I found that art can connect us, because language and communication and the standard way of talking to each other often end up in dead ends, but when we do something together, make art together, it's, it's, we can connect. Students then can learn how to be empathetic to people outside of their normal circle of friends and family. 

In OMA they partner one-on-one with the same person week after week after week so they  become friends they come to understand how to communicate, they developed their ability to empathize with the other and it does show an increase in positive attitudes towards older adults.

Additional art work submitted for show

Art for the Journey provides a “Paint-In retreat as a part of a “Physicians Self-Care” elective course at the Virginia Commonwealth University School of Medicine.  These art works are created by participants and medical professionals.

tryptic with three hearts, description below
Three Hearts by Saloni Patolia, M4, Virginia Commonwealth University School of Medicine

I created this set of three paintings to depict how food, nature, and social strife can adversely affect public health.

The first painting shows various vegetables contained within the outline of a human heart. This is meant to depict food insecurity, an issue that affects nearly 11% of American households. Food insecurity is defined as lack of access to quality foods and it can have serious consequences such as obesity, heart disease, diabetes, and high blood pressure. It can also cause familial stress and increase the risk of depression, anxiety, and suicide.

The second painting shows a tranquil landscape soon to be overcome by storm clouds looming ahead. This is meant to depict climate change, a man-made issue that has already had serious public health consequences. Climate change has led to an increase in respiratory and cardiovascular disease, premature deaths from weather events, and decreased access to food and water.

The third painting depicts the names of black victims of police brutality. According to one statistic, 100,000 were sent to the emergency room as a result of police violence in 2013. Police brutality not only has physical consequences but mental as well, with black and Hispanic people more likely to have PTSD as a result of targeted stop-and-frisk programs.

These three paintings are not meant to be viewed separately just as these issues are not separate but intertwined. Black individuals and people of color are more likely to be affected by food insecurity and are more likely to face the negative consequences of climate change. As health care providers it's up to us to recognize these issues as public health concerns and to involve ourselves in these issues by learning about them so that we can identify and address how our patients may be affected. Ultimately, it is up to use our privilege to break the cycle of these intertwined issues. 

These are the names of victims of police brutality that were unable to be contained within the painting: Anthony Ashford; Alonzo Smith; Tyree Crawford; India Kager; La' Vante Biggs; Michael Lee Marshall; Jamar Clark; Richard Perkins; Nathaniel Harris Pickett; Benni Lee Tignor; Miguel Espinal; Michael Noel; Kevin Matthews; Bettie Jones; Quintonio Legrier; Keith Childress Jr.; Janet Wilson; Randy Nelson; Antronie Scott; Wendell Celestine; David Joseph; Calin Roquemore; Dyzhawn Perkins; Christopher Davis; Marco Loud; Peter Gaines; Torrey Robinson; Darius Robinson; Kevin Hicks; Mary Truxillo; Demarcus Semer; Willie Tillman; Terril Thomas; Sylville Smith; Alton Sterling; Philando Castile; Terence Crutcher; Paul O'Neal; Alteria Woods; Jordan Edwards; Aaron Bailey; Ronell Foster; Stephon Clark; Antwon Rose Ill; Botham Jean; Pamela Turner; Dominique Turner; Atatiana Jefferson; Christopher Whitfield; Christopher McCorvey; Eric Reason; Michael Lorenzo Dean; Breonna Taylor; George Floyd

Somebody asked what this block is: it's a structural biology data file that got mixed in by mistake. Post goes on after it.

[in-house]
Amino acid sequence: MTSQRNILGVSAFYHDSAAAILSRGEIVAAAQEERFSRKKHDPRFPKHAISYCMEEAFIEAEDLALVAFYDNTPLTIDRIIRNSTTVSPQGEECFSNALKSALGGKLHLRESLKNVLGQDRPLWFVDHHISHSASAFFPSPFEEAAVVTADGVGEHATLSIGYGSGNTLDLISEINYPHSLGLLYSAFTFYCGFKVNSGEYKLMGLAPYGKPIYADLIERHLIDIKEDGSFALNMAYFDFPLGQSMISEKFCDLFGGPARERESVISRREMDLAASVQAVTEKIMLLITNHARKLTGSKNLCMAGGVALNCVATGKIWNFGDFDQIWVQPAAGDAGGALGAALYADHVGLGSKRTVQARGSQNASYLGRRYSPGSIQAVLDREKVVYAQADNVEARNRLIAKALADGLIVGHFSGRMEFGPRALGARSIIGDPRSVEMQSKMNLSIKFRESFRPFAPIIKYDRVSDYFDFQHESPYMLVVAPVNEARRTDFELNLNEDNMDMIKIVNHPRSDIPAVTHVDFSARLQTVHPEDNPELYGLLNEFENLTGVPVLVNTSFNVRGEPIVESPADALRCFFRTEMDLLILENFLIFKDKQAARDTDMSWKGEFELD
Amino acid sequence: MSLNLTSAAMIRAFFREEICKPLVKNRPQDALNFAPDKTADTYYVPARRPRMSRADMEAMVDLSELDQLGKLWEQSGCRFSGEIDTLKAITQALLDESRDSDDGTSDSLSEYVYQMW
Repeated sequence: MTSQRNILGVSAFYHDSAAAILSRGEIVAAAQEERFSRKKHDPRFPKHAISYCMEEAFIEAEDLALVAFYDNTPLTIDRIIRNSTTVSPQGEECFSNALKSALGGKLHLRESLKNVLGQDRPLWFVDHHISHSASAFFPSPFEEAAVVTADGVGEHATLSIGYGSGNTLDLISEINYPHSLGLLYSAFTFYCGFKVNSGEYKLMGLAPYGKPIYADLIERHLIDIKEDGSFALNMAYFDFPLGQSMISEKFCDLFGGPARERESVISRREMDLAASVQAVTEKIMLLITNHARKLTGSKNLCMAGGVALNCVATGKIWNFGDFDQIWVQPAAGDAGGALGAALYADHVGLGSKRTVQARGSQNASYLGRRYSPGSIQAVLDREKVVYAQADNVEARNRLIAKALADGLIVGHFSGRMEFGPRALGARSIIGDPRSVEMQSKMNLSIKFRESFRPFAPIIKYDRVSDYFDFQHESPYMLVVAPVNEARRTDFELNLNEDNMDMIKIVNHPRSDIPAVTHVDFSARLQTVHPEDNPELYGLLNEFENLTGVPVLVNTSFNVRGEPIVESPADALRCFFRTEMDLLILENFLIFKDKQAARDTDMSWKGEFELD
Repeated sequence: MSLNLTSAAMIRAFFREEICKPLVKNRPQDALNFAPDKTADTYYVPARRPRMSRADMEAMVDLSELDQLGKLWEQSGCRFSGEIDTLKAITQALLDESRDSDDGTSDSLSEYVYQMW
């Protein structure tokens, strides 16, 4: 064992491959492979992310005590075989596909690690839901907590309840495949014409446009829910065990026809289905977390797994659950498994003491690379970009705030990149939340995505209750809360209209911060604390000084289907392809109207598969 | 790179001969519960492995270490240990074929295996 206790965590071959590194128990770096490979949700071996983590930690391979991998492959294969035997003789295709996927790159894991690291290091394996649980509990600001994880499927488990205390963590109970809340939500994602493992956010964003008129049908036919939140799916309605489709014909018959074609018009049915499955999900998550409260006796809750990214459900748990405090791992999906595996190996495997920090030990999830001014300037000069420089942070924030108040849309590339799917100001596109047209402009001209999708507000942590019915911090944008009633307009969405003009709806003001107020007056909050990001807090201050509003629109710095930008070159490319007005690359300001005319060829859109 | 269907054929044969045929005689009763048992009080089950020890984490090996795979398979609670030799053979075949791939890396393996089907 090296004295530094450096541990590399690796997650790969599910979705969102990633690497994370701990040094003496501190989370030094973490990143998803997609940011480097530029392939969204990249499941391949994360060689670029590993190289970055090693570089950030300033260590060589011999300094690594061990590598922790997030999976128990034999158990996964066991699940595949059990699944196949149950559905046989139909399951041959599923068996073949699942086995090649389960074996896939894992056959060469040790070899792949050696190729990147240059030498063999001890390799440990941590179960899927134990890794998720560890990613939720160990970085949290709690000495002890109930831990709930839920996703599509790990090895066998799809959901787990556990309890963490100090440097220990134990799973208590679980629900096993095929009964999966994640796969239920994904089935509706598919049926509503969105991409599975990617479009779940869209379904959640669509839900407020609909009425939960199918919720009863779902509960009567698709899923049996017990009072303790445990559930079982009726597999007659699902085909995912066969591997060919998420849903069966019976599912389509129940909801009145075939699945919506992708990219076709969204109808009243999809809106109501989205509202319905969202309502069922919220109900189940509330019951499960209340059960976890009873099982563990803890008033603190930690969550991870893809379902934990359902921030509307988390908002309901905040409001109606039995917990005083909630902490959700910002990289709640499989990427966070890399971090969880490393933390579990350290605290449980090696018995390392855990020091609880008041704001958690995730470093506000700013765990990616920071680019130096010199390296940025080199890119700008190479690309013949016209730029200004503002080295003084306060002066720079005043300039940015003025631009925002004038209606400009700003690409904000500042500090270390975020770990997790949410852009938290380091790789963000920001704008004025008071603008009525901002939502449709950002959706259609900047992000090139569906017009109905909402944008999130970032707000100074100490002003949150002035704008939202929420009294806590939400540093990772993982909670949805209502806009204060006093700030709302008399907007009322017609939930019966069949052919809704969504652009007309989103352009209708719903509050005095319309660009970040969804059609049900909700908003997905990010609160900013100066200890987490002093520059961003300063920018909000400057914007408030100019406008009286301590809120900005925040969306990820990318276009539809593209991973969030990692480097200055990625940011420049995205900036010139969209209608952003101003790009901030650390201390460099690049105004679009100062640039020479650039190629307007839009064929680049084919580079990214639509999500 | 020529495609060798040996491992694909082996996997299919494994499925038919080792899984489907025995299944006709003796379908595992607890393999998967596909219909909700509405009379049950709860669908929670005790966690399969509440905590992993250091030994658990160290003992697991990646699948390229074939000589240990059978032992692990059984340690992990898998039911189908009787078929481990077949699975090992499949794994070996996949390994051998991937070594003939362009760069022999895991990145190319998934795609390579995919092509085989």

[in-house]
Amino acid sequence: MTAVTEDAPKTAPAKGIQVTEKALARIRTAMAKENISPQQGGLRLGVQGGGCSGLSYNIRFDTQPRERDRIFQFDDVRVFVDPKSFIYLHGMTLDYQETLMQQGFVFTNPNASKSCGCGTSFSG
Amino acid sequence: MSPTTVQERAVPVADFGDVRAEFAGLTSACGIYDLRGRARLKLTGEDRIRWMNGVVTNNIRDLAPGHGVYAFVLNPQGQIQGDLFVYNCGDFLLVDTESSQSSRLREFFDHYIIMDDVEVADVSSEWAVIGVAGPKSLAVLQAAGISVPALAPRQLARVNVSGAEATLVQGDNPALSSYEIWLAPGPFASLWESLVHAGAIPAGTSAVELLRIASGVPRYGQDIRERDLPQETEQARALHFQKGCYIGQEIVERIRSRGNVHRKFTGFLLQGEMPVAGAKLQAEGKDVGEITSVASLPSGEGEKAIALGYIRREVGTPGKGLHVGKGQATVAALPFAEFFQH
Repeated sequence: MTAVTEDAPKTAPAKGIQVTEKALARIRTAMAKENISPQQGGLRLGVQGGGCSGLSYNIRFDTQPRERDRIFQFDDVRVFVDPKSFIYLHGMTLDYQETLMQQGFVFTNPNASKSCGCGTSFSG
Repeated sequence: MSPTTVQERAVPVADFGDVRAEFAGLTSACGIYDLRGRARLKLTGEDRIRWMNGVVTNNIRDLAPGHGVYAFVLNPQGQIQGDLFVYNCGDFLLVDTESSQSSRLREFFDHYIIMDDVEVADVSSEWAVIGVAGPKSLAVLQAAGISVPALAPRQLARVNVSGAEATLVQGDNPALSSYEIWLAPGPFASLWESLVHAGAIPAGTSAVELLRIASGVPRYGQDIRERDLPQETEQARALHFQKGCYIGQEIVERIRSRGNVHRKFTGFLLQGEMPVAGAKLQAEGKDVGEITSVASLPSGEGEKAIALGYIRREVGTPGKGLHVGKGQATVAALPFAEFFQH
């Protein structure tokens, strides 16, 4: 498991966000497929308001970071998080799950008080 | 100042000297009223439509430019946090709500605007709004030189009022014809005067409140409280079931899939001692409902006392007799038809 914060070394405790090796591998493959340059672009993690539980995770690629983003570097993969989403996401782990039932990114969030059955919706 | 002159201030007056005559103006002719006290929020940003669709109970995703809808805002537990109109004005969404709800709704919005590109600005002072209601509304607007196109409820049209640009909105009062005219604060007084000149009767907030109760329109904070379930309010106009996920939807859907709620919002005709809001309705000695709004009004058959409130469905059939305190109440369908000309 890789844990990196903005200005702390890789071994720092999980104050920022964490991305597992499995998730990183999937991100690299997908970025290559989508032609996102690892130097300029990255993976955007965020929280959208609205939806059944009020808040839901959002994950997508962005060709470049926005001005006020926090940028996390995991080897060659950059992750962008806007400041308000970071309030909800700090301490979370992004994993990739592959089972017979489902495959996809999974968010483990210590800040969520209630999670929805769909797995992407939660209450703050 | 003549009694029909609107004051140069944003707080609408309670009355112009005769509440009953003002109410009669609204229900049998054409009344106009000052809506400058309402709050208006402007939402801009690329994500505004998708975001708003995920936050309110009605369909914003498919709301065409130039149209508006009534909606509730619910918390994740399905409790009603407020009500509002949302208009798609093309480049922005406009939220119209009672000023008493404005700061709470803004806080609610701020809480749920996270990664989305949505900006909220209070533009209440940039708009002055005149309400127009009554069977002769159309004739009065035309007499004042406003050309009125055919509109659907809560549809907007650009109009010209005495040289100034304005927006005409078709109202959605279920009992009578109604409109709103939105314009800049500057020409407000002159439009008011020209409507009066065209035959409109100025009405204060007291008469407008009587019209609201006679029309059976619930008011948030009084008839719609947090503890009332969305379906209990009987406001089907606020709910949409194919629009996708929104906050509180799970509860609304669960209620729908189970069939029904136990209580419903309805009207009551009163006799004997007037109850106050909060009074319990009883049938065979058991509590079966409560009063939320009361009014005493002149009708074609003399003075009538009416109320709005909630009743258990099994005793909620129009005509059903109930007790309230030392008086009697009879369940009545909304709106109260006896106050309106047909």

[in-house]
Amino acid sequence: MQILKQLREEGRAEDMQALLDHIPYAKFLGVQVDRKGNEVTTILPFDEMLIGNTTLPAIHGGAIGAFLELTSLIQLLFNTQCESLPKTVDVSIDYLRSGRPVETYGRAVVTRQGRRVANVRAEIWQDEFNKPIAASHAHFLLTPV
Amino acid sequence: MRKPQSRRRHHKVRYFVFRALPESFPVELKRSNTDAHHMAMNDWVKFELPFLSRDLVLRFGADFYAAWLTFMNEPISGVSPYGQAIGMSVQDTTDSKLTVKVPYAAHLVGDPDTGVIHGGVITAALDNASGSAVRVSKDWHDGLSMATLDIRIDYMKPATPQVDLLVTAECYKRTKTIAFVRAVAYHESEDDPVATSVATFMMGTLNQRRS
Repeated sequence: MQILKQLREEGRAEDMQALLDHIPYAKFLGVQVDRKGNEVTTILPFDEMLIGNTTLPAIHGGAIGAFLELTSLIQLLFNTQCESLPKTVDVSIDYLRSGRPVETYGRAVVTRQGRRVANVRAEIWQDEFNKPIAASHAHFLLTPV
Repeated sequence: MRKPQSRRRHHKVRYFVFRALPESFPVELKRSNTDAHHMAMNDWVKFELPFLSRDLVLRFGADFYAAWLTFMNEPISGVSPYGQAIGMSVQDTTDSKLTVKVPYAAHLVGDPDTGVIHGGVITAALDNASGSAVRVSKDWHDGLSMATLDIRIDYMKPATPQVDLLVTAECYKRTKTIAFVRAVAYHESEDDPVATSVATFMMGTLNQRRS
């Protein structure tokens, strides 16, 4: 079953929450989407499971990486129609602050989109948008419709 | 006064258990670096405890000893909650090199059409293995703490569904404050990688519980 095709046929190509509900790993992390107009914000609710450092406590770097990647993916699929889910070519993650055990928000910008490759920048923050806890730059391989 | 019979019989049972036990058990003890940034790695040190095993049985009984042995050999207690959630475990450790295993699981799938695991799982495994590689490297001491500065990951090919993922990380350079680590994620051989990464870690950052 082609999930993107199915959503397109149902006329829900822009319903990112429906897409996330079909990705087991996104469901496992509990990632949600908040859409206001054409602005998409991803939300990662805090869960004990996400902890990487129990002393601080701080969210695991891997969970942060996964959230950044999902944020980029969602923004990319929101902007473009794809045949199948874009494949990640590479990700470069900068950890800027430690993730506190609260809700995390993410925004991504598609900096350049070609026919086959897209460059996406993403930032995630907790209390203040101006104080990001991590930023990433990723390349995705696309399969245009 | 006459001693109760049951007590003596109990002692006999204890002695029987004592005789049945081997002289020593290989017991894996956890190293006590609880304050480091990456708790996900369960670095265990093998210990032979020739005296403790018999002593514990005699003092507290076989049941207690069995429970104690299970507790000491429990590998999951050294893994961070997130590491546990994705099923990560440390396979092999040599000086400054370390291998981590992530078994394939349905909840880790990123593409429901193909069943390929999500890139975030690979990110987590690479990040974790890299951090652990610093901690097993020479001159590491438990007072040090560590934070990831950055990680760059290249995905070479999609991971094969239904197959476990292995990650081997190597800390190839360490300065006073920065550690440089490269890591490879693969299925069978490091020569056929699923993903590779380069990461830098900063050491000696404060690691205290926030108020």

a blue background with a baby in the center with three hands and instruments coming in from various sides
The Next Generation - Alexander Allen, Virginia Commonwealth University School of Medicine

My inspiration for this painting came to me as a third year medical student while on my OB/GYN rotation. I was able to observe and assist in my first cesarean section (also known as a C-section), a procedure where a child is delivered by cutting through the wall of the abdomen and uterus. This was a particularly meaningful experience for me because I was delivered by this method due to complications with vaginal delivery. This innovative medical procedure allowed me to live, and here I was 26 years later helping provide life to someone else in the same way. To emphasize this point, I painted the arms of the physicians and assistants each emerging from an individual C-section cavity. Additionally, I added a surgical glove to the right hand of the newly delivered baby, highlighting that child's potential to one day become a provider and help others in the same way. I therefore thought it was appropriate to title this painting, 'The Next Generation.'

a mother and daughter and a medical professional, distorted as if ripped apart by a storm
COVID Storm - Dr. Lourdes Page